After the Preface Dialogue begins the Eucharistic Preface proper. Preface comes from the Latin praedicatio meaning “speaking before.” The General Instruction of the Roman Missal lists thanksgiving as the first main element of the Eucharistic Prayer saying, “The thanksgiving (expressed especially in the Preface), in which the Priest, in the name of the whole of the holy people, glorifies God the Father and gives thanks to him for the whole work of salvation or for some particular aspect of it, according to the varying day, festivity, or time of year (GIRM 79a).”
At the time of the Third Edition of the Roman Missal in English being released in 2011, there were 156 Eucharistic Prefaces. This rich diversity in the Eucharistic Prefaces has roots in the history of the Church but is one of the developments which followed the Second Vatican Council. In my view, this expansive diversity allows the priest and faithful to enter deeper into the liturgical calendar of the Church. The Eucharistic Prefaces simply allow for a further solemnization of whatever feast or memorial is being marked on that day.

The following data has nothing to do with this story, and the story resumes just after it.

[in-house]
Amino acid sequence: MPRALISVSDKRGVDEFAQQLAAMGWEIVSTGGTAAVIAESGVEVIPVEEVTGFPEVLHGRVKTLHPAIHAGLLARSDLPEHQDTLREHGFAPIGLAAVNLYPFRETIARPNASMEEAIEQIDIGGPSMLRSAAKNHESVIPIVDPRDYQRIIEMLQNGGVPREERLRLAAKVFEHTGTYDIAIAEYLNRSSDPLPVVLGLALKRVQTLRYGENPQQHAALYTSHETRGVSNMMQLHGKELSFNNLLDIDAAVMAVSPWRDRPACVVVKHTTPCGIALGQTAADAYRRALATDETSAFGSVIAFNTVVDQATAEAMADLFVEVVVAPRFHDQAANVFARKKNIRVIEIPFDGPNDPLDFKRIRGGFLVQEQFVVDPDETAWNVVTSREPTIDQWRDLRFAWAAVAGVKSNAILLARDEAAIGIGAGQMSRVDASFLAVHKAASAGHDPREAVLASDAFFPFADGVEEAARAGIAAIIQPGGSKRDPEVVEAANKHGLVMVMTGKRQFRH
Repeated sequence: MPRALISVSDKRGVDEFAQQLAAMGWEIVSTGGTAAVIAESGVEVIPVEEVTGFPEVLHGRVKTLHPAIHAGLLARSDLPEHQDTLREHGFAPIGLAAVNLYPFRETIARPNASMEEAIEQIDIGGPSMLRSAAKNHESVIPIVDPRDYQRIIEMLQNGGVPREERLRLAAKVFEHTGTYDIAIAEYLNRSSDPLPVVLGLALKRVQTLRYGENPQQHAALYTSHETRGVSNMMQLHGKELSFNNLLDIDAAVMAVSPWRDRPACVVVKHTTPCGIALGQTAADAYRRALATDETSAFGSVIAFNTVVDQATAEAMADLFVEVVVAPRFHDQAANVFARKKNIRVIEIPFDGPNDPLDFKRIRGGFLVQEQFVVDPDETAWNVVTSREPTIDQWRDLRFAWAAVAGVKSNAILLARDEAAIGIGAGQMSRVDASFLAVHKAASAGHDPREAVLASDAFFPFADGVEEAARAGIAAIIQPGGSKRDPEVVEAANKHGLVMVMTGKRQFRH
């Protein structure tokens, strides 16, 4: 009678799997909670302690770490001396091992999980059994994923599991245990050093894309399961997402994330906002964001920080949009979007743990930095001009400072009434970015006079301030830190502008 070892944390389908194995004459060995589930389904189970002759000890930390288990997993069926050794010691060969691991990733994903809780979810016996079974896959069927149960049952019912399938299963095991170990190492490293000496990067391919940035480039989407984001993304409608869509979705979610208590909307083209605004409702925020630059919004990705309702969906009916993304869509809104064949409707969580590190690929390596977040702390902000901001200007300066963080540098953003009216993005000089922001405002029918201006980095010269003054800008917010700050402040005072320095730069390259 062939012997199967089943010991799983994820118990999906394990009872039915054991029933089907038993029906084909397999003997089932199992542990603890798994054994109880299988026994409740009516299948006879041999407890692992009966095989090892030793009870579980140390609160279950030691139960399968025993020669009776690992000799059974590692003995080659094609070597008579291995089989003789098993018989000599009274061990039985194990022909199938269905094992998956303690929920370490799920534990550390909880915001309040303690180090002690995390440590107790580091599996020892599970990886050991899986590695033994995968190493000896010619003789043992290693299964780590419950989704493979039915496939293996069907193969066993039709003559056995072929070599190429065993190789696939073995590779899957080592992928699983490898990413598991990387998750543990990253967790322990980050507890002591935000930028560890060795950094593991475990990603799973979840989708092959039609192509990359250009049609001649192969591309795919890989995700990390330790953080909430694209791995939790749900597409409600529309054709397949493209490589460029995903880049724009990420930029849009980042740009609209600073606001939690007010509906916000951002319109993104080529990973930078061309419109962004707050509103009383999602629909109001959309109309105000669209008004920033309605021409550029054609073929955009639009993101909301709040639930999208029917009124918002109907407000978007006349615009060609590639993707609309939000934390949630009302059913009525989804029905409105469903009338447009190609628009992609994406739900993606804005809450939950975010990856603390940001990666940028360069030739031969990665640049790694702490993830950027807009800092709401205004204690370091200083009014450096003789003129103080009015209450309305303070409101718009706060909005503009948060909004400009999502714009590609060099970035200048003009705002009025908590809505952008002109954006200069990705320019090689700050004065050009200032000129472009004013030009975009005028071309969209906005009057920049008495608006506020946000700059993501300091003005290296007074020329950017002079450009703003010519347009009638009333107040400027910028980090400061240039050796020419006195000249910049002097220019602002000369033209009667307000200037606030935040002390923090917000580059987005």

In the Gospel of St. John, Chapter 17, we see Jesus’ High Priestly Prayer at the Last Supper. Jesus offers glory to the Father, giving Him thanks. He prays for the Apostles who are present, but also prays for those who are not present. He prays ardently for all His followers “that they may all be one, just as you, Father, are in me, and I in you, that they also may be in us… (Jn. 17:21).”
With this view of eternal salvation at the fore, the Eucharistic Preface offers thanks to God for such a great gift. Coming off the tail end of the Preface Dialogue, the priest echoes the final words of the people, “It is truly right and just…” He continues in every Preface with the words, “… our duty and our salvation, always and everywhere to give you thanks, Lord, holy Father, almighty and eternal God.”